This last week has been sunny and above freezing (except for nights, which have been sub-zero to low single digits). Much of our snow has melted, and I’ve started live trapping some of our bountiful red squirrels. Two years ago, I trapped 22, last year, 17 and so far, this year, 12. Although I do like the little buggers, they do cause garden damage, get into our birdhouses, and eat a whole lot of bird seed that we buy to feed the birds. So instead of killing them, I bought a live trap and am relocating them several miles from our place. (I first tried just moving them half a mile away, but they came back. One squirrel had only half a tail and he was back the next day after I’d trapped him the first time!) I relocate them when the weather’s nice, before they begin to breed (I don’t want babies to starve!). And I relocate them in different areas, way away from human habitation.
This morning, when I went out to do chores, I glanced down at my flower bed by the driveway. And was I shocked to see some daffodils and a few tulip noses poking up out of the soil! I couldn’t believe it. I figured the ground was still too frozen for that. And two days ago, there was snow over them. Oh, and I saw my first robin yesterday! Spring is on the way for sure!
Can this honey butter recipe be processed? If so how long?
1 cup honey
1 cup cream
1 cup sugar
1 cup butter
1 tsp. vanilla
Boil all except butter and vanilla, pour over butter whip and put in jars.
Prairie Farm, Wisconsin
This one would probably be best made one batch at a time. While I’ve canned both milk and butter, cream’s another thing and may darken quite a bit or take on a curdled appearance. — Jackie
Canning chicken strips
My in-laws generously purchased several bags of precooked, hormone-free chicken strips. The only issue is they were pre-cooked. My question is: can they be pressure canned?
Yes. Just heat, adding broth and any seasonings you wish (or not), and can as if they were fresh. Lucky you! — Jackie
I have the hardest time making my own vegetable broth. I react to MSG so I am forced to make it myself, but every recipe that I have tried never turns out. Do you have a tried and true recipe?
This is the recipe I use:
1 lb. carrots, peeled and grated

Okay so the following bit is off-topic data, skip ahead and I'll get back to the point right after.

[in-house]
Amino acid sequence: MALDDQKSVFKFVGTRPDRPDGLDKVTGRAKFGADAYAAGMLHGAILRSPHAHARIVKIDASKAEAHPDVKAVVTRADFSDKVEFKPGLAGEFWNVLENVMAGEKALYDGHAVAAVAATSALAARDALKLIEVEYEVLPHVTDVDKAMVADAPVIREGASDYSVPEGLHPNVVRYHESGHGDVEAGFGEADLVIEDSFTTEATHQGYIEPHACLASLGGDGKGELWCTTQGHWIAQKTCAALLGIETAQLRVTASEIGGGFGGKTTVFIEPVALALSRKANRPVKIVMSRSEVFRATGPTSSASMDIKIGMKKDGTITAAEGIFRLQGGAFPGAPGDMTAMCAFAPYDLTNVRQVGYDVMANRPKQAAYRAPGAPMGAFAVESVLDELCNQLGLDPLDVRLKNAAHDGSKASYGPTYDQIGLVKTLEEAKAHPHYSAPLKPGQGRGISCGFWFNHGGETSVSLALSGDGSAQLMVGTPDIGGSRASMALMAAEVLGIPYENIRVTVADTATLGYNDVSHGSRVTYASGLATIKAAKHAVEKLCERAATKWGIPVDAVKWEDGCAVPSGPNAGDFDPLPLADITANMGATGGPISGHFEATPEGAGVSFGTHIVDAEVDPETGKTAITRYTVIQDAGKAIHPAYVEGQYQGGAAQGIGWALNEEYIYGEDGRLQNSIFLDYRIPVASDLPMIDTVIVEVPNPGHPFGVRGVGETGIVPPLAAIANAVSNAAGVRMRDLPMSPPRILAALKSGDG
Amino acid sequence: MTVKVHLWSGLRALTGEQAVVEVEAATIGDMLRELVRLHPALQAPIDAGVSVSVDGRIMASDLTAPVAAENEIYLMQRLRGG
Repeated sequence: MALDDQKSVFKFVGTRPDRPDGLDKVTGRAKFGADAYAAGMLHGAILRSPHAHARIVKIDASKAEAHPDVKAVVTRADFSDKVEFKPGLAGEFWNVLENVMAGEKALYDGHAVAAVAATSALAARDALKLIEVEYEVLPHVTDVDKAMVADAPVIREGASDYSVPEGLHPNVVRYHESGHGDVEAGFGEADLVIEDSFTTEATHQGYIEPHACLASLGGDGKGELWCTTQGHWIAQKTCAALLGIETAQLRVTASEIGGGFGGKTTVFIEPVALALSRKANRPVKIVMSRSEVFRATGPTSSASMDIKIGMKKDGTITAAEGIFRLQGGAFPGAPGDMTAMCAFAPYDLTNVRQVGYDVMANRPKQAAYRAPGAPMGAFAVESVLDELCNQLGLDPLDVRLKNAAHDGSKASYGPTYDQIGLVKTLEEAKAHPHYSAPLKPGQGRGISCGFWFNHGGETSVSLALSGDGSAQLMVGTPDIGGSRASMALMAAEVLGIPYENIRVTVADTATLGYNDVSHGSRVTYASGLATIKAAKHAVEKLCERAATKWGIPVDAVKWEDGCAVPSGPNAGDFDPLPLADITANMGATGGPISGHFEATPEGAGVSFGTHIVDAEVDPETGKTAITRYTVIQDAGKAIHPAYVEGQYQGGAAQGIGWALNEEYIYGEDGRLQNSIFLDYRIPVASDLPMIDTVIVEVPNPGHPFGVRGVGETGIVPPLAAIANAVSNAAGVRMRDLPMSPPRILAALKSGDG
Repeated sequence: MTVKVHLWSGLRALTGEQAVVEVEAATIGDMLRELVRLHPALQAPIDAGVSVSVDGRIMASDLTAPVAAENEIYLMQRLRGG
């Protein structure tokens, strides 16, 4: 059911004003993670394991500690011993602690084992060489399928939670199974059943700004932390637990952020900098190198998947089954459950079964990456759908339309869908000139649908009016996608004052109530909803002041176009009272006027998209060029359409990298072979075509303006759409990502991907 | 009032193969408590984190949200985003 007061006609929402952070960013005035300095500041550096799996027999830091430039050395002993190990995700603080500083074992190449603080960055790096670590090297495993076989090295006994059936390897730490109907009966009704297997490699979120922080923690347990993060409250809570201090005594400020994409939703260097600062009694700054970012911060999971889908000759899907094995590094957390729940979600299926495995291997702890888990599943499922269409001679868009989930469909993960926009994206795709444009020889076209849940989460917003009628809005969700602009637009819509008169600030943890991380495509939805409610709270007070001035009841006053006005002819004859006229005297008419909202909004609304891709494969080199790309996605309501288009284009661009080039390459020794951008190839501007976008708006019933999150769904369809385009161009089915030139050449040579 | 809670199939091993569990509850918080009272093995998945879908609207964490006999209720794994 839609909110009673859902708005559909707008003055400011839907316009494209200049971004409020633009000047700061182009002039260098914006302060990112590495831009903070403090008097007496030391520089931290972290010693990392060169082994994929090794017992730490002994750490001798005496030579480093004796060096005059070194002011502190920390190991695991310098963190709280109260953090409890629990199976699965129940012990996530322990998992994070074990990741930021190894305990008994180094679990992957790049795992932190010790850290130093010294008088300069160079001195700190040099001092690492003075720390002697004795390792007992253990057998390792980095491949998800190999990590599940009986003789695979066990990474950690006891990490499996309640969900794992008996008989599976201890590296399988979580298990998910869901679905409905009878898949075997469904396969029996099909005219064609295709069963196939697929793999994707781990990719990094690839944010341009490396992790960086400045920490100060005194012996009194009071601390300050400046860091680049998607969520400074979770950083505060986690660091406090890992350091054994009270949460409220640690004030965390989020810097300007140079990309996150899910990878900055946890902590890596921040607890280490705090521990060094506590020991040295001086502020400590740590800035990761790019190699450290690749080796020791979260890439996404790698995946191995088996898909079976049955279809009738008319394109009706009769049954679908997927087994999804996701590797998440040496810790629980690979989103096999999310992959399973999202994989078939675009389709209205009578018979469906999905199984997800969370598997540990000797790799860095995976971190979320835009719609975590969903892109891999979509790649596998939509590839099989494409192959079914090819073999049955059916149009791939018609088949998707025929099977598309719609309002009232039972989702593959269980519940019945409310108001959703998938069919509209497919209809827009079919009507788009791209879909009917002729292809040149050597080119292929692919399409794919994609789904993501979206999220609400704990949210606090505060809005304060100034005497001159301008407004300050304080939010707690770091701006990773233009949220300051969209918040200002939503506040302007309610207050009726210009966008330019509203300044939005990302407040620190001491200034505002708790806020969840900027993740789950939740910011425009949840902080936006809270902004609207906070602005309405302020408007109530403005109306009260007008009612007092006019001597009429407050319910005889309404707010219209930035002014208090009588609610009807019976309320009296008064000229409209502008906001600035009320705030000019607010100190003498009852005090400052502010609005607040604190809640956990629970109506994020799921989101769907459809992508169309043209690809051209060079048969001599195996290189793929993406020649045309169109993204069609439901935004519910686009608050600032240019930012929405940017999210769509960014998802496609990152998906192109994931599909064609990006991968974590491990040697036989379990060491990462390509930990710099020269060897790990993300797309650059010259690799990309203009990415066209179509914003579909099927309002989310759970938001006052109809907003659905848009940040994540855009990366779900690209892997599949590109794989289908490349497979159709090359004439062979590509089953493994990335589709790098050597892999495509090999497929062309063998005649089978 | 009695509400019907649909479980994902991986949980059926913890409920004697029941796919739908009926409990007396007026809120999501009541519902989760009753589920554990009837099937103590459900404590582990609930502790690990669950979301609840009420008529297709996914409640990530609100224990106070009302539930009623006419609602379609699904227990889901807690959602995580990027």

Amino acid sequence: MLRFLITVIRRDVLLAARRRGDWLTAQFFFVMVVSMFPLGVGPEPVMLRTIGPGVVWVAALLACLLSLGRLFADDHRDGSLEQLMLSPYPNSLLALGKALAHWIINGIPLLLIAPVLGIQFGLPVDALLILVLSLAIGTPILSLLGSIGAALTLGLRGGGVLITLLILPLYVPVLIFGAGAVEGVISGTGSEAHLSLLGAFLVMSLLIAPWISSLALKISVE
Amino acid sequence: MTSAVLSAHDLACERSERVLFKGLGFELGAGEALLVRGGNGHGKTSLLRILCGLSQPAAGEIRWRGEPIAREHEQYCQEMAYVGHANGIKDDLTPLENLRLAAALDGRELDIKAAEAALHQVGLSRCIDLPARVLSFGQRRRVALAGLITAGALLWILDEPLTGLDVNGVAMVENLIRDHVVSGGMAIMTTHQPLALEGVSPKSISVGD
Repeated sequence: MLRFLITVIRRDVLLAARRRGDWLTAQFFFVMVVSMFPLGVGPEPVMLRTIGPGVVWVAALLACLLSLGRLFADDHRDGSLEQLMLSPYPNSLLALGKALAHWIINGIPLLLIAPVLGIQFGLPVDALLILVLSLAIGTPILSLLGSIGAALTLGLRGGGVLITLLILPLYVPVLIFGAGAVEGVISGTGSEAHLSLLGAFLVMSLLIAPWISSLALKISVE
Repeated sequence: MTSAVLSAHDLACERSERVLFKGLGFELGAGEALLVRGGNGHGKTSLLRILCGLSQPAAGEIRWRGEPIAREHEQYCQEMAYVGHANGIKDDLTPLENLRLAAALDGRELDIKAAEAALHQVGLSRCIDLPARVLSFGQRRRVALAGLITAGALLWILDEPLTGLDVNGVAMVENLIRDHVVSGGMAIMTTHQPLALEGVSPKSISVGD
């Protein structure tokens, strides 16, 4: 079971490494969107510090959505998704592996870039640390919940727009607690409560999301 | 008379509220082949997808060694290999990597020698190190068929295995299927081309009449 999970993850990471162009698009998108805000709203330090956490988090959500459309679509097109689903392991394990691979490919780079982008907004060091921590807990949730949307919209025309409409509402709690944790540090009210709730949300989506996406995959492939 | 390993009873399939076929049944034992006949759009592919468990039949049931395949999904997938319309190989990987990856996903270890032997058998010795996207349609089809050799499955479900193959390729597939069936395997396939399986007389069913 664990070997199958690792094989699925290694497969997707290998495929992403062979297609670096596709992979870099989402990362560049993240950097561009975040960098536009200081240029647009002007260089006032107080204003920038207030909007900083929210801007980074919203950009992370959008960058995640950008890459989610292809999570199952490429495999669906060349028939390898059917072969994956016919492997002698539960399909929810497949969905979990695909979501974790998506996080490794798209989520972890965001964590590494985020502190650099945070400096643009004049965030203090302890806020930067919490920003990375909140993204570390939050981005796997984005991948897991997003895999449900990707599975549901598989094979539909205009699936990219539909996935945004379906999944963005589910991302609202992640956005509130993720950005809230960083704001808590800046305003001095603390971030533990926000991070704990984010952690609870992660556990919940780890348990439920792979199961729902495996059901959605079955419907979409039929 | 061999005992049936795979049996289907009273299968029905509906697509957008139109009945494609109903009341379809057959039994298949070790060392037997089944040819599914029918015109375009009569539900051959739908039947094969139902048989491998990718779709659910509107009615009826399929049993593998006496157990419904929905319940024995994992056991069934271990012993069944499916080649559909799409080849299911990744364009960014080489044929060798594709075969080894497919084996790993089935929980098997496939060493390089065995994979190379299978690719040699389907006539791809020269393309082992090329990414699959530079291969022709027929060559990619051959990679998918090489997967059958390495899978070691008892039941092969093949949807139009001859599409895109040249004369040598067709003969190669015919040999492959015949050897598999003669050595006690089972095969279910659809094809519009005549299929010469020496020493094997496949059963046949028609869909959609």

3 stalks celery, chopped
4 medium onions, peeled and sliced
3 sweet red peppers, seeded and chopped
3 large tomatoes, peeled and diced
½ small head cabbage, shredded
3 cloves garlic, peeled and crushed or minced
3 bay leaves
1 tsp. thyme
½ tsp. black pepper
1 Tbsp. salt
1 tsp. basil, crushed
7 quarts water
Combine all ingredients in large stockpot. Bring to a boil. Reduce heat, cover and simmer for 2 hours. Uncover and continue cooking until flavor is as you wish (about an hour). Strain through jelly bag or other cloth. Discard vegetables and seasonings. You may either use, refrigerate to use or can. If you want to can it, process pints for 30 minutes or quarts for 35 minutes at 10 pounds pressure. If you live at an altitude above 1,000 feet, consult your canning book for directions on increasing your pressure to suit your altitude, if necessary. I hope this one works well for you. — Jackie
Oh, your house is sooooooo beautiful! Your canned Amish coleslaw sounds wonderful. Do you have a recipe for it?
Nana in Texas
We love our house, too! After living in a small 24×30-foot house, under construction for three years, getting the additions and finally some finishing, it seems SO wonderful.
I love the Amish canned coleslaw, BUT it is NOT an approved recipe. (It is basically pickled sweet cabbage, so I’m not too worried. I can’t tell you to try it, only that generations of Amish have used it and so have I for a few years now.) Here’s the recipe:
1½ cups vinegar
2 cups sugar
½ tsp. celery seed
½ tsp. mustard seed
2 tsp. salt
1 large head cabbage
1 cup diced celery
½ cup diced onions
2 cups shredded carrots
Mix vinegar, sugar, and seasonings. Mix with vegetables. Stir very well. Pack into sterile jars and process in a water bath canner for 10 minutes. (If you live at an altitude above 1,000 feet, consult your canning book for directions on increasing your processing time to suit your altitude.) — Jackie
Generator conversion and hawks picking off chickens